Night of January 16th

From Wikipedia, the free encyclopedia
Jump to: navigation, search
Night of January 16th
Hardcover book turned slightly to the side. On the cover is a silhouette of a skyscraper and a man falling from it. The words "Night of January 16th a play by Ayn Rand author of Atlas Shrugged and The Fountainhead" appear inside the silhouette.
First hardback edition of book (1968)
Written by Ayn Rand
  • Karen Andre
  • Mr. Stevens
  • Mr. Flint
  • Nancy Lee Faulkner
  • John Graham Whitfield
  • Larry "Guts" Regan
Date premiered September 16, 1935 (1935-09-16)[notes 1]
Place premiered Ambassador Theatre
Original language English
Genre Courtroom drama
Setting A courtroom in New York City
IBDB profile
Theatricalia profile

Night of January 16th is a play written by Ayn Rand, inspired by the death of the "Match King", Ivar Kreuger. It takes place entirely in a courtroom during a murder trial. One unusual feature of the play is that members of the audience are picked to take on the role of jury members each night. The play does not directly portray the events; instead the "jury" must rely on character testimony and vote on whether the "defendant" is guilty or not guilty. The play has different endings depending on the verdict. Rand intended the play to dramatize a conflict between individualism and conformity, with the jury's verdict revealing which viewpoint they preferred.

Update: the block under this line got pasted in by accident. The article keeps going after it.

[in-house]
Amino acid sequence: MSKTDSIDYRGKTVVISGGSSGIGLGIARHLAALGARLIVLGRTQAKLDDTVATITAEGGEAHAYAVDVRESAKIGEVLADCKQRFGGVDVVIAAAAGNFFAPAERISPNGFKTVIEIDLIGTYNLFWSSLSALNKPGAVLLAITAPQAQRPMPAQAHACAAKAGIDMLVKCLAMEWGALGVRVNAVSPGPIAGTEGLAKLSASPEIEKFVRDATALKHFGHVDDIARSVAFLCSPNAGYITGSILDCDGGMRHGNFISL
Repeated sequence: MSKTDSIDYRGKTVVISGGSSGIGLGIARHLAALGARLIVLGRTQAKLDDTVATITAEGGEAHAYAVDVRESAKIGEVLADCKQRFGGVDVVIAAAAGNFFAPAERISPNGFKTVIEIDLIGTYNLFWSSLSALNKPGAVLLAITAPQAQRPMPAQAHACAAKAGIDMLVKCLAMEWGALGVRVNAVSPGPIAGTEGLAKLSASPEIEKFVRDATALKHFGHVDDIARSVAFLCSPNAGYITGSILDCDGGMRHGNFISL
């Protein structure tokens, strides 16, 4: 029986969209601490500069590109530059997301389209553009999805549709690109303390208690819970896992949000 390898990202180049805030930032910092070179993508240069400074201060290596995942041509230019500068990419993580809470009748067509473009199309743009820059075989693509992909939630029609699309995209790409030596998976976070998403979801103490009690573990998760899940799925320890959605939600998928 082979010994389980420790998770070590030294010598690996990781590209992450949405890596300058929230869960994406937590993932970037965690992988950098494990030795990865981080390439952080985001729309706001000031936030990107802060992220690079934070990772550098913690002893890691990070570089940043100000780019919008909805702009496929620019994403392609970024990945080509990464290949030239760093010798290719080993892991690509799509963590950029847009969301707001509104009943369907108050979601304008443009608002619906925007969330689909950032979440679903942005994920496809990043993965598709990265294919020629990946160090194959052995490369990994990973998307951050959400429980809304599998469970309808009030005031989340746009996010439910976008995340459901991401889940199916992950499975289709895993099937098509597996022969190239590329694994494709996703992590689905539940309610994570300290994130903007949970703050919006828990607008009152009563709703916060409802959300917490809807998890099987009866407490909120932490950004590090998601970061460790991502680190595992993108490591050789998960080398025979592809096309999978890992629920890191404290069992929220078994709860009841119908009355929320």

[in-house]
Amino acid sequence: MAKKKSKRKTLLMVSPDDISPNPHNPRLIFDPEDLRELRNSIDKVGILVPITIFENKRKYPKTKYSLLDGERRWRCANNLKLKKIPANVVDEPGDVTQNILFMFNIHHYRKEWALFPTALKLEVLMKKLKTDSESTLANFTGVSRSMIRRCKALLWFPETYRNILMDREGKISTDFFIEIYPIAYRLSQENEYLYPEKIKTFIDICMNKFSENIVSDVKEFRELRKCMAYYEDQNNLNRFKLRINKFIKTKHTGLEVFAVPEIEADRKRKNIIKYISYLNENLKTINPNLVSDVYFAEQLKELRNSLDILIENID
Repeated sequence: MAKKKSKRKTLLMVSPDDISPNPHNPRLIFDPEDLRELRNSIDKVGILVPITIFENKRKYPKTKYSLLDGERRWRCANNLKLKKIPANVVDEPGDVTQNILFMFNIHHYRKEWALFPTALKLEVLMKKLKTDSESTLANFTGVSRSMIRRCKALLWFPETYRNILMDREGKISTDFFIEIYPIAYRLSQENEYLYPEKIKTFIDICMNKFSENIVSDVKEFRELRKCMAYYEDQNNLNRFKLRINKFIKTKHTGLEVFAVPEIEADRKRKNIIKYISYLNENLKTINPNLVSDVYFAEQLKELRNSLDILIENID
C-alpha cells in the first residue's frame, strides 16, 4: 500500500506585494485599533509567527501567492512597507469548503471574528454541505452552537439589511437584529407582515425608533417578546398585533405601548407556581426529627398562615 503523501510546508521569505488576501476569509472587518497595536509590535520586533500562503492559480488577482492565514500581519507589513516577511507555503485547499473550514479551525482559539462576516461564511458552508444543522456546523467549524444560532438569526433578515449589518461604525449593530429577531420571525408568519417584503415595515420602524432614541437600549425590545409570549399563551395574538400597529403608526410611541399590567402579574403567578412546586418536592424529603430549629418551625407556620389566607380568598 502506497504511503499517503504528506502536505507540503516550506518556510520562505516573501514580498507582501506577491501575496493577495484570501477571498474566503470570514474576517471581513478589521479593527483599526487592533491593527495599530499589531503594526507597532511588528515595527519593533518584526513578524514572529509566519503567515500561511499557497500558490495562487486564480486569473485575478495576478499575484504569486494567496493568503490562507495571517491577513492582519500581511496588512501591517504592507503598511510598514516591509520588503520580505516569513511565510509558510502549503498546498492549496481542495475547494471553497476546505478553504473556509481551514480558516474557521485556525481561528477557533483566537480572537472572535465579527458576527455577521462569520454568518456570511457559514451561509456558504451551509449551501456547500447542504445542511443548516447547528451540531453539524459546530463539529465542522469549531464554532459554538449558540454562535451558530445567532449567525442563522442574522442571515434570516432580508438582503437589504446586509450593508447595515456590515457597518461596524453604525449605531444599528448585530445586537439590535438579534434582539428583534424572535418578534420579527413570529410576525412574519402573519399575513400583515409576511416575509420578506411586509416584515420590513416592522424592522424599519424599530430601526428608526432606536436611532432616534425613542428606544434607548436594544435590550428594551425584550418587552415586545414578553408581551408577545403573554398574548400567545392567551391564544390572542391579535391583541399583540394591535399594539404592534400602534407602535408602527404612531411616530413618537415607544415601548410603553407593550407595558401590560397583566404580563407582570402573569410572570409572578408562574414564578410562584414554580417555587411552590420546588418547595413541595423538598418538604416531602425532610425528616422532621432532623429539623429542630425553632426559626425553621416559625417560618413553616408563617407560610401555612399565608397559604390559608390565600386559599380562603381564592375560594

It was first produced in Los Angeles under a different name in 1934, to positive reviews and moderate commercial success. Producer Al Woods brought it successfully to Broadway during the 1935-36 season, where it drew attention for its jury gimmick. Doris Nolan, in her Broadway debut, received positive notices in the lead role. Several regional productions followed. An Off-Broadway revival in 1973 was a failure, both commercially and critically.

Rand had many heated disputes with Woods over script changes he wanted for the Broadway production. She disliked the result and the version published for amateur productions, so in 1968 she re-edited the script for publication as the "definitive" version. A movie loosely based on the play was released in 1941, and the story has also been adapted for television productions.